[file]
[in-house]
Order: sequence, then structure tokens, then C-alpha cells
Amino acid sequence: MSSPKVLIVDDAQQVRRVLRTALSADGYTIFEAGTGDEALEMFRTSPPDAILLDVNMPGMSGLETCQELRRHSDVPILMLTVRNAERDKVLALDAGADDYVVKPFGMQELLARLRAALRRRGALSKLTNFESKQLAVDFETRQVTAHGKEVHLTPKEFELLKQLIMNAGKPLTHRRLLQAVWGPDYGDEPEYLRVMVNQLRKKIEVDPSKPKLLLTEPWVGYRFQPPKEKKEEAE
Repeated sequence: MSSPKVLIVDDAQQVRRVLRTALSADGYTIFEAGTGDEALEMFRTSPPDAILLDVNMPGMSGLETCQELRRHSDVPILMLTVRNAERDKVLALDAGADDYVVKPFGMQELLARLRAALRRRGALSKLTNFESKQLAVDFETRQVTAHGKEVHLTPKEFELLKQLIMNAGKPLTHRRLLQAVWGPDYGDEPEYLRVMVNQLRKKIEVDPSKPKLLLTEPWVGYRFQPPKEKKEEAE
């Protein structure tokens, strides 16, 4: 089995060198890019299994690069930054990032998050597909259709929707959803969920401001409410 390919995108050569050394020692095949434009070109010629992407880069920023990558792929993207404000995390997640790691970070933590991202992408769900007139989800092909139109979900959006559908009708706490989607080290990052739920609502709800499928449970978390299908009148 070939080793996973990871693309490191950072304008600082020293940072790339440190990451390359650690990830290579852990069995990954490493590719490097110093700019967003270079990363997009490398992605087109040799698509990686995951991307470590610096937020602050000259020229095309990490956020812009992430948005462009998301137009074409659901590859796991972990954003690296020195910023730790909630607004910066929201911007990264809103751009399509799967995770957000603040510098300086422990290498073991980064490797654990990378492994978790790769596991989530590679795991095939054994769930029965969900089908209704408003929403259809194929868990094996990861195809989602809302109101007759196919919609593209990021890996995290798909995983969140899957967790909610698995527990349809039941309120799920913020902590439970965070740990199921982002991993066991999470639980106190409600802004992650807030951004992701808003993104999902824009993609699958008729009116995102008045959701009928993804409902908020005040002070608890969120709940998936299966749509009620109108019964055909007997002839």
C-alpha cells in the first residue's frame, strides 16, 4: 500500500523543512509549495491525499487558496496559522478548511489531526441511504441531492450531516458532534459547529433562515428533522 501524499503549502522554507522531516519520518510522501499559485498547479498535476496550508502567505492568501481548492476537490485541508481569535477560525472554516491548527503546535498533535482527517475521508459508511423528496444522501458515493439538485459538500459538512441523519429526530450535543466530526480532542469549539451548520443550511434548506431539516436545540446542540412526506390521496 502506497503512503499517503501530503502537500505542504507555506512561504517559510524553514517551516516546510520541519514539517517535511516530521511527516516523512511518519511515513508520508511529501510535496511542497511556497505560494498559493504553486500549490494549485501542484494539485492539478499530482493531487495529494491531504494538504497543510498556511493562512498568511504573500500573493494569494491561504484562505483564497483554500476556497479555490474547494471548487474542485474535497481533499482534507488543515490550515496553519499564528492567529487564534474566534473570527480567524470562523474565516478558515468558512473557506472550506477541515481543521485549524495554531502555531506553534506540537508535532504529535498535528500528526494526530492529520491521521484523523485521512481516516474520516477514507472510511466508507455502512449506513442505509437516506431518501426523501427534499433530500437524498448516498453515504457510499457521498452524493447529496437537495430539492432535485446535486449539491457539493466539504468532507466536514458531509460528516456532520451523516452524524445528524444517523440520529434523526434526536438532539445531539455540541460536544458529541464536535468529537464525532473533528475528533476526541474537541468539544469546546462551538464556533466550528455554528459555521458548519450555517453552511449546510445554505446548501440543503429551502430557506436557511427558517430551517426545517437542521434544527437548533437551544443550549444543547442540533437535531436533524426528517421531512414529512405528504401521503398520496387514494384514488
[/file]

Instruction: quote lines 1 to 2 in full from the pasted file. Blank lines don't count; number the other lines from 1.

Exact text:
[in-house]
Order: sequence, then structure tokens, then C-alpha cells